What are the developmental challenges of every stage? and what is the proper approach needed by parents to foster further, correct development?
The stages of normative psychological development are: Gestation, Nursing, and First and Second Stages of Maturity. We explain them as they are manifest in healthy individuals, each at the correct time. It is pointed out that these terms refer to stages of mental and emotional maturity, which do not necessarily develop at a corresponding pace to physiological stages bearing the same names
Gestation (0-2): The stage of Ibur is characterized largely by egocentrism; similar to the biological state, in which the fetus receives its entire sustenance from the mother, with no awareness of its own dependent nature. At this stage, the innate personality of the child also beings to emerge, making this an essential step in the building of a healthy sense of self. It is imperative for the parents to respect this innate nature, and allow the child to be who he is.
Nursing (2-13): The stage of nursing has two primary stages: Yenika (Early Nursing) and Hinuch (Conditioning)
Early Nursing (2-6): At this age, the nucleus of the innate self already exists, and the parents and immediate environment are required to sustain it through the appreciation of the child’s uniqueness, in the framework of warm and loving relationships (particularly from the mother). During the Nursing stage, the consciousness begins to open to that which lies beyond it, and the child gradually begins to relate to his environment, albeit only to the degree that it fulfills his self-interests (e.g. the hand, the breast).
Conditioning (6-13): Following the first stage of Early Nursing, which entails the nourishment of the self by fulfilling the child’s physical and emotional needs, thereby building in the child a positive self-image, the second stage begins, known as Conditioning. This stage begins gradually at the age of three, and intensifies between the ages of six to thirteen. By the age of six, the child’s personality traits (midot) are fully developed, and a process of boundary construction begins. During this stage, the child’s intellect develops to the point that it can control his emotions. Various mental capabilities develop, primarily, self-control, responsibility, free will, and the ability to view others objectively, and not merely in the context of the self. Gradually, these boundaries are internalized until the age of thirteen, when, according to Jewish tradition, the child becomes fully responsible for his choices and his actions. This process prepares the child for fulfilling his duties towards G-d and other human beings.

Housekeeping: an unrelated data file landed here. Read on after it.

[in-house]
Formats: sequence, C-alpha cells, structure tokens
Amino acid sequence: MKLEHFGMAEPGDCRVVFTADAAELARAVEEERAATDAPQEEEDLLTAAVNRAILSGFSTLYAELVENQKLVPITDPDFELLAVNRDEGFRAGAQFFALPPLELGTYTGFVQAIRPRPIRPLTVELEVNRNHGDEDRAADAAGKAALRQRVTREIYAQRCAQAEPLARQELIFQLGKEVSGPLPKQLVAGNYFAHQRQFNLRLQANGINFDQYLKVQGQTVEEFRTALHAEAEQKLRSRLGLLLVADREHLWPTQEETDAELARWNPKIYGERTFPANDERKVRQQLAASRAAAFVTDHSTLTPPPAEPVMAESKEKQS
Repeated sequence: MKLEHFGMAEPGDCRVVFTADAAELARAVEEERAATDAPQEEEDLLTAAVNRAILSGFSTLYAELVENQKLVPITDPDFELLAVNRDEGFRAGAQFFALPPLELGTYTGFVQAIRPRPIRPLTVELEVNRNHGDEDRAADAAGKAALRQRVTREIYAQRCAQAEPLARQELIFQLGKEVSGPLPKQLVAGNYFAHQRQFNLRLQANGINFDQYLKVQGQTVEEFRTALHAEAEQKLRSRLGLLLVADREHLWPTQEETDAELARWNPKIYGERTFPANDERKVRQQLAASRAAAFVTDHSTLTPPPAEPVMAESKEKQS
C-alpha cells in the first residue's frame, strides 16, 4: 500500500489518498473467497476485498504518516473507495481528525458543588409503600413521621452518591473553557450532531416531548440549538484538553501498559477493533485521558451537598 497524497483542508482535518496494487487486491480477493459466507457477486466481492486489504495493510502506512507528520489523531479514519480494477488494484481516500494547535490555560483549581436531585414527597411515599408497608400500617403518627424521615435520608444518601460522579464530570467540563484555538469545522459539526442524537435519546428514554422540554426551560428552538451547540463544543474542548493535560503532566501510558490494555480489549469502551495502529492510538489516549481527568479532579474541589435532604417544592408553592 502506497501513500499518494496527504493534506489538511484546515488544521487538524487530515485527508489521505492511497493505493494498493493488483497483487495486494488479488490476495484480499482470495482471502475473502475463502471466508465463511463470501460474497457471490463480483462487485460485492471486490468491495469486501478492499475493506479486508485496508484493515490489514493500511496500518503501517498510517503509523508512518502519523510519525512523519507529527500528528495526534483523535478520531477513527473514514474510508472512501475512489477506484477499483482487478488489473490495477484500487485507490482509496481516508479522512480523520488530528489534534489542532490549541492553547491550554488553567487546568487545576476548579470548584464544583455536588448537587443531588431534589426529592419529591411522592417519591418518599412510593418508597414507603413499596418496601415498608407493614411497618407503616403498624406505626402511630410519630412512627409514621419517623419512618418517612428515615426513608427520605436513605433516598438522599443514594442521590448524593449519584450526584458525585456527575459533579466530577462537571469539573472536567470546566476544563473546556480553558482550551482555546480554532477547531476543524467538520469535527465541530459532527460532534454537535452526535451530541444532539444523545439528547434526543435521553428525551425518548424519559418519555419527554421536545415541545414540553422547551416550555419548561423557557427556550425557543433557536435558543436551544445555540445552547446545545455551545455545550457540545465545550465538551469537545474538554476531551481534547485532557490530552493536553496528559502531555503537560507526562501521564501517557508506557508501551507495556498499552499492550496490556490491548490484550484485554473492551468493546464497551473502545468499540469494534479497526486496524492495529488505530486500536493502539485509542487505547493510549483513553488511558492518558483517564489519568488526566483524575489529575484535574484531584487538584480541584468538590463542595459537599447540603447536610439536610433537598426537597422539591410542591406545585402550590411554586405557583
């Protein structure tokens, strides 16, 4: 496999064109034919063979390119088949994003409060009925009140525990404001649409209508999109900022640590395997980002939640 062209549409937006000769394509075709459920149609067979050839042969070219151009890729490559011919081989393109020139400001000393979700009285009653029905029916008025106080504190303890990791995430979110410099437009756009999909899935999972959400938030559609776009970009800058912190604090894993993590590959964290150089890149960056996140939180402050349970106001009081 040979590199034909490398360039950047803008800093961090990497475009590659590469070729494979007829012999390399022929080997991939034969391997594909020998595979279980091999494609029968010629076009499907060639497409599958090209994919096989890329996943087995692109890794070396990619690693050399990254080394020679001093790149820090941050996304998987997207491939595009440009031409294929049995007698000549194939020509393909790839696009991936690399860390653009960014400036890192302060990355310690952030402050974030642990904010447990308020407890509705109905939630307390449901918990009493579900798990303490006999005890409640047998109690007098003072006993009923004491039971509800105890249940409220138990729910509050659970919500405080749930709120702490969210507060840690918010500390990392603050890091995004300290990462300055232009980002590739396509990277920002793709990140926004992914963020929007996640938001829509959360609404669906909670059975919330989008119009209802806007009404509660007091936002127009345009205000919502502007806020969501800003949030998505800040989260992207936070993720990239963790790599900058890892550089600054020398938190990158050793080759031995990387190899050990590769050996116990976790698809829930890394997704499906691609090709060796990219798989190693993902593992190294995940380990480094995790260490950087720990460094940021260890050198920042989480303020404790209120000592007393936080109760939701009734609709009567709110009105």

Maturity: During the stages of Gestation and Nursing, also known as periods of mokhin d’katnut (constricted consciousness), an individual’s actions are motivated primarily for reasons of self-interest. With the stage of Maturity, the person comes to realize that his own life and concerns are not the ultimate determinant of reality. There are two aspects to this stage.
First Level Maturity – the Consciousness of the Mother (mokhin d’imma) (13-20): In this stage, the person comes to view the other not merely in terms of what the other can give to him, but for what the other is in himself. He recognizes the other’s autonomous standing and value – an awareness that can engender extremely true and deep human relationships.
Second Level Maturity – the Consciousness of the Father (mokhin d’abba) (20 and older): At this stage, an aspect of the psyche is revealed that experiences reality in a state of egolessness (bitul) or Ayin. This entails a qualitative leap from the previous levels and signals an association with a hidden, transcendental dimension. When a person unites with this dimension within him, which is the root of his soul, he experiences a full expression of his unique and authentic identity at the very moment that he unites and surrenders himself to his divinely ordained mission in this world.